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in Counseling

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IN HUMAN SERVICES

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How Counselors Help Students Manage Their Mental Health

The prevalence of mental illness in children has reached an all time high, and it’s a public health issue that up until recently has been widely ignored. According to the Centers for Disease Control and Prevention, ¹ an estimated 1 in 5 children are diagnosed with “mental disorders such as ADHD, Tourette syndrome, behavioral issues, mood and anxiety disorders, autism spectrum disorders, or substance abuse disorders.”

Left undiagnosed or untreated, children’s mental disorders can cause a number of problems both at home and in the classroom, affecting the way children learn, behave, and handle their emotions. Despite this, nearly 80 percent of adolescents who would benefit from mental health treatment do not receive it, and this disproportionately affects children of color and the uninsured.²

This gap in treatment for students can be explained by a number of factors. Counselors, parents, and teachers are constantly battling with challenges that include mental health stigma, budget constraints, inadequate insurance coverage, and availability of mental health services in the community.³

For students who do receive a diagnosis, schools are often the first providers of mental health resources. 4
 

The Role of the School Counselor

Throughout the week, many students spend more time in the classroom than they spend with their parents. As such, teachers, counselors, and other school staff are among the first to notice concerning changes in behavior that could signal a mental or behavioral health issue.
While teachers arguably spend the most time with their students, a study by the research journal School Psychology Quarterly found that a mere 34 percent of teachers surveyed felt that they had the skills needed to identify mental health issues in students and find resources for students with mental health conditions. 5

As such, school counselors become a crucial part of the education team, collaborating with teachers, administrators, parents, and social workers to ensure that each student receives the care and resources necessary to succeed in their academic and personal lives. 6
School counselors allocate much of their focus to designing and implementing programs which promote the academic and personal success for all of their students. These responsibilities include:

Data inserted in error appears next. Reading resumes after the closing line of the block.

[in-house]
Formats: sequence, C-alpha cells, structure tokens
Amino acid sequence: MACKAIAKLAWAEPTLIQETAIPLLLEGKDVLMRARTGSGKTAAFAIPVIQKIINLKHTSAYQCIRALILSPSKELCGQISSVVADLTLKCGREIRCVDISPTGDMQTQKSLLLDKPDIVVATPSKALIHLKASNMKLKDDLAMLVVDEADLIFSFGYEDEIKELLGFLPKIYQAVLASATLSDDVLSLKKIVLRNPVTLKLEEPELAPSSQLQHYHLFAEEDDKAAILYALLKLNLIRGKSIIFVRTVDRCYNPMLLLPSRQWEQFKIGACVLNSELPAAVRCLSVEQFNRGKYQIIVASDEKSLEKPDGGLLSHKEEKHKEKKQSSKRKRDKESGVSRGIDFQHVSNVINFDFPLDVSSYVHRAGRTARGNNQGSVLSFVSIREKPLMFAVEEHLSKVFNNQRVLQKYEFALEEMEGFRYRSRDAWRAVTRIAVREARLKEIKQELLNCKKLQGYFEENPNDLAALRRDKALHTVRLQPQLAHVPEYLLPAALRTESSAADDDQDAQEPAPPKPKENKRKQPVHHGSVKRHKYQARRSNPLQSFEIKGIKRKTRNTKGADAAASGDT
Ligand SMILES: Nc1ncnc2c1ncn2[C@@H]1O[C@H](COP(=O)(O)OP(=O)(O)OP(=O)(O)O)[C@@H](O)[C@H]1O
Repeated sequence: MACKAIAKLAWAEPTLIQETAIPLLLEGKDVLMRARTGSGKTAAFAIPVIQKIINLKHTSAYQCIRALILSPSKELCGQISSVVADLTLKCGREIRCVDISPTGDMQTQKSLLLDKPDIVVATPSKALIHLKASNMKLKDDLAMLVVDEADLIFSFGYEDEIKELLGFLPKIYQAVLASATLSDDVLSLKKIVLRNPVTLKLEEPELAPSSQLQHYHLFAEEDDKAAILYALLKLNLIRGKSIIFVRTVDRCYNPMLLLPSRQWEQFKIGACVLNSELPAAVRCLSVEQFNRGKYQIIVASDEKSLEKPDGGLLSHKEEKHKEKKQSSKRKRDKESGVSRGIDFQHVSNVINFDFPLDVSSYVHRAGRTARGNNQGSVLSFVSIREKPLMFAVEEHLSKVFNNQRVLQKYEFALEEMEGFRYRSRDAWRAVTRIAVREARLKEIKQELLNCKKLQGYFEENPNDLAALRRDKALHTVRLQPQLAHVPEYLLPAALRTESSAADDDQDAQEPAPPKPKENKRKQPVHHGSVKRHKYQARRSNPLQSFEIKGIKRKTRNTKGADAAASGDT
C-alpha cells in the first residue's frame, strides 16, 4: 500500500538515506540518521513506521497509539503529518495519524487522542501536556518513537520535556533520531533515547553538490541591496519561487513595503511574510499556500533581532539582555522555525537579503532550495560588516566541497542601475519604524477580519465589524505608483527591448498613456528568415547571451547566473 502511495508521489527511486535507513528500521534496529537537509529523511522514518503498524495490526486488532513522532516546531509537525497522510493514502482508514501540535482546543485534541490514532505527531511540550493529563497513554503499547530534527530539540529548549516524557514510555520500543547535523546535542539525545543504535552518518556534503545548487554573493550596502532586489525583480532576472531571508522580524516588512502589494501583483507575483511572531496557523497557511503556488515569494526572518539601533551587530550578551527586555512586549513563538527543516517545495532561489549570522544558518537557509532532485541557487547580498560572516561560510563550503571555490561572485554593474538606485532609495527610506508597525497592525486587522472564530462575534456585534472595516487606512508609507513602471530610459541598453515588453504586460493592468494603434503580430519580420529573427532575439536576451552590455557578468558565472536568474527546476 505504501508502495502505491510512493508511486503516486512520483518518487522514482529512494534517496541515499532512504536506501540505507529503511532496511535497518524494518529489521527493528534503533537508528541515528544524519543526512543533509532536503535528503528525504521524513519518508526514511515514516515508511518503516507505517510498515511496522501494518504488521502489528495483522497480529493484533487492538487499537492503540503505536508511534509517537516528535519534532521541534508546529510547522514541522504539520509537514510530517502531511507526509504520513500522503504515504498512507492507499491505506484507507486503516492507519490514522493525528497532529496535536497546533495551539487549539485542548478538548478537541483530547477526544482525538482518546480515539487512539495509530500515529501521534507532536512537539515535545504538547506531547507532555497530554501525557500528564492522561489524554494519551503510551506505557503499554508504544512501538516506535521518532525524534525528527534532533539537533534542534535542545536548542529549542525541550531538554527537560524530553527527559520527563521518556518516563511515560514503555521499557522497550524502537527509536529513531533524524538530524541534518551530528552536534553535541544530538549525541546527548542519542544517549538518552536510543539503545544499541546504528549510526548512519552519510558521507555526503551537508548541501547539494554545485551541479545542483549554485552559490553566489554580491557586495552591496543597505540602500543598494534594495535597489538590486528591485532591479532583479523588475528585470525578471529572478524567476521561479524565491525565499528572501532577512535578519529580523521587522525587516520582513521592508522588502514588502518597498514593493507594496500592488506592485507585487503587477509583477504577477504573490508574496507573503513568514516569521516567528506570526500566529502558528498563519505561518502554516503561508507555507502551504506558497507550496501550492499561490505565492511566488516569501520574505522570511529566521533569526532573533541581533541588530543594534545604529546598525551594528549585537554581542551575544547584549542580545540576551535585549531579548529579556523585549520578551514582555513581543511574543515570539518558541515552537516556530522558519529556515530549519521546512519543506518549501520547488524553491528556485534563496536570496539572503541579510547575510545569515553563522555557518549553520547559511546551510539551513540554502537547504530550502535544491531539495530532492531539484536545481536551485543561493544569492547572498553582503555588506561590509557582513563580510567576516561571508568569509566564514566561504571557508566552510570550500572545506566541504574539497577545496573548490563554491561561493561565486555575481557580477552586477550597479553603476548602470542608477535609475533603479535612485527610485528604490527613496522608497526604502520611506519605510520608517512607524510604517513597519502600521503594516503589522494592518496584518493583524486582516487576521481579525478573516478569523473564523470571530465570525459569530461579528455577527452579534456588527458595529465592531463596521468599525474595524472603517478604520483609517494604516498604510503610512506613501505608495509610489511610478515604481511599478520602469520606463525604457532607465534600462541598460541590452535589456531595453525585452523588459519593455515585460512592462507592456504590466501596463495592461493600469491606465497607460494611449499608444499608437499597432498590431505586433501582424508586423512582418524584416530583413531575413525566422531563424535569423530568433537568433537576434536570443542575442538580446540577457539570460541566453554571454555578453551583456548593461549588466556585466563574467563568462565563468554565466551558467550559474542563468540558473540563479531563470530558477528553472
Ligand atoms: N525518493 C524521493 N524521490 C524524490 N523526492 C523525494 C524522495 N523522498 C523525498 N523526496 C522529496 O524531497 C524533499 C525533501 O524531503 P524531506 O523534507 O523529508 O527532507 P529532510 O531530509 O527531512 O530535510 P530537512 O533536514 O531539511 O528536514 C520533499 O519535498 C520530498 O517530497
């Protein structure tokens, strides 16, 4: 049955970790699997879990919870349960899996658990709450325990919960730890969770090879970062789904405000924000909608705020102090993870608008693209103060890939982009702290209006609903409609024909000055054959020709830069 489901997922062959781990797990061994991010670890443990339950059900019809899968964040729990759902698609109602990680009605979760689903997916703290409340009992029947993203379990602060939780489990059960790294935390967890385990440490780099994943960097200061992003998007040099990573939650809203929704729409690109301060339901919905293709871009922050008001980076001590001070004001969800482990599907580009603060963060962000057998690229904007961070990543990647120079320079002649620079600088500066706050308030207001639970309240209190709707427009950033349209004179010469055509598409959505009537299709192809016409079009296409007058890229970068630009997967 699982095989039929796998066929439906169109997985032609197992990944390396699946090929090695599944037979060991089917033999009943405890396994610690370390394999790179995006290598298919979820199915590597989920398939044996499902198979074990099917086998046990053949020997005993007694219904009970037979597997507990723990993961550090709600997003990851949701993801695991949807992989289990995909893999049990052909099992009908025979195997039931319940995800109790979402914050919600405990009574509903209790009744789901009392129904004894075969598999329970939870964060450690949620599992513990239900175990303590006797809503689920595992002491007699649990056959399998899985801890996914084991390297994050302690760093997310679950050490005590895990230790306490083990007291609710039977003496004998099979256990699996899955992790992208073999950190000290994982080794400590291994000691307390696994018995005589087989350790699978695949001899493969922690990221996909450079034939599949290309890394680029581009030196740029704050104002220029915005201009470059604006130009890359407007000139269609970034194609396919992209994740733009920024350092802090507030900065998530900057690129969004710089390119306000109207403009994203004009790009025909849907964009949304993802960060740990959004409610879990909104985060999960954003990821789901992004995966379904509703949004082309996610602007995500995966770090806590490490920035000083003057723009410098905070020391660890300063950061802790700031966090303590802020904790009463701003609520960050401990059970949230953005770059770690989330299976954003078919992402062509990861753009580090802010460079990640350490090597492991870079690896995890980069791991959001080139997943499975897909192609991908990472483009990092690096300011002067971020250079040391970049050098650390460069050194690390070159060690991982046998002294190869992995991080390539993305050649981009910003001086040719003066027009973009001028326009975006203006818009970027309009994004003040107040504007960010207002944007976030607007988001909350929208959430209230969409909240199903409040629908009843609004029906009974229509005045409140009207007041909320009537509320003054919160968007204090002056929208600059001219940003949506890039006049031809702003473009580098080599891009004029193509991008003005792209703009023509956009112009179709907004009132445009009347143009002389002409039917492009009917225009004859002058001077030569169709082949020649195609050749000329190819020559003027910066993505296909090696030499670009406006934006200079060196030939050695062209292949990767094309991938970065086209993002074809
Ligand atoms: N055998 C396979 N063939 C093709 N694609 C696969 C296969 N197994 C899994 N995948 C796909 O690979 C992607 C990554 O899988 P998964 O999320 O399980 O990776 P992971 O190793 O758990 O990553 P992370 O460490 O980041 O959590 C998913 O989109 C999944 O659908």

• Enhancing the awareness of mental health in their schools, and aiming to remove shame and stigma
  • Provide external referrals, which may include short-term counseling or crisis intervention
  • Recognize and respond to warning signs, such as sudden changes in grades or attendance, disciplinary problems, or visible problems at home
  • Provide individual focus to students about issues surrounding their mental health, academic well being, and social and emotional needs
  • Provide resources and support for teachers, administrators, and parents 7

 

Barriers to Mental Health Treatment

Counselors are a vital part of the educational team, and in an ideal world, children would have adequate access to school counselors. But when districts are confronted with budget cuts, counselors are often among the first to be laid off.

As it stands, the national student-to-counselor ratio is much higher than the average 250-1 ratio recommended by the American School Counselors Association. 8 At some schools, the student-to-counselor ratio is as high as 781:1. 9

Additionally, counselors must also operate based on the mental health services readily available in their communities, and not all communities are equally prepared to handle mental health concerns.

When left unmet, students mental health needs can pose serious barriers to social and educational development. Counselors are a necessary part of an educational staff, as they have the unique qualifications required to provide education, intervention, and referral services to children, parents, and teachers. Although school counselors typically do not act as long-term therapists, they help foster an environment where mental health stigma is erased, help bridge the gap between student and community resources, and make sure the developmental needs of all students are met.

Students who obtain their Master’s Degree in Counseling from Wake Forest University Online enter the field prepared to help students, parents, and teachers manage student mental health.

 

Sources:

¹ http://www.cdc.gov/features/childrensmentalhealth/

² http://www.ncbi.nlm.nih.gov/pubmed/12202276

³  http://www.edweek.org/ew/articles/2014/06/20/36cottle.h33.html

4 http://digitalcommons.brockport.edu/cgi/viewcontent.cgi?article=1599&context=ehd_theses

5 https://edsource.org/2013/task-force-recommends-including-mental-health-training-in-teacher-credential/33503

6http://www.mn2020.org/issues-that-matter/education/dont-forget-school-counselors-in-mental-health-debate

7 http://www.schoolcounselor.org/asca/media/asca/positionstatements/ps_studentmentalhealth.pdf

8 https://www.counseling.org/government-affairs/public-policy/public-policy-news-view/position-papers/2013/02/11/student-support-act-reducing-the-student-to-counselor-ratio

9 http://www.counseling.org/PublicPolicy/PDF/2010-2011_Student_to_Counselor_Ratio.pdf

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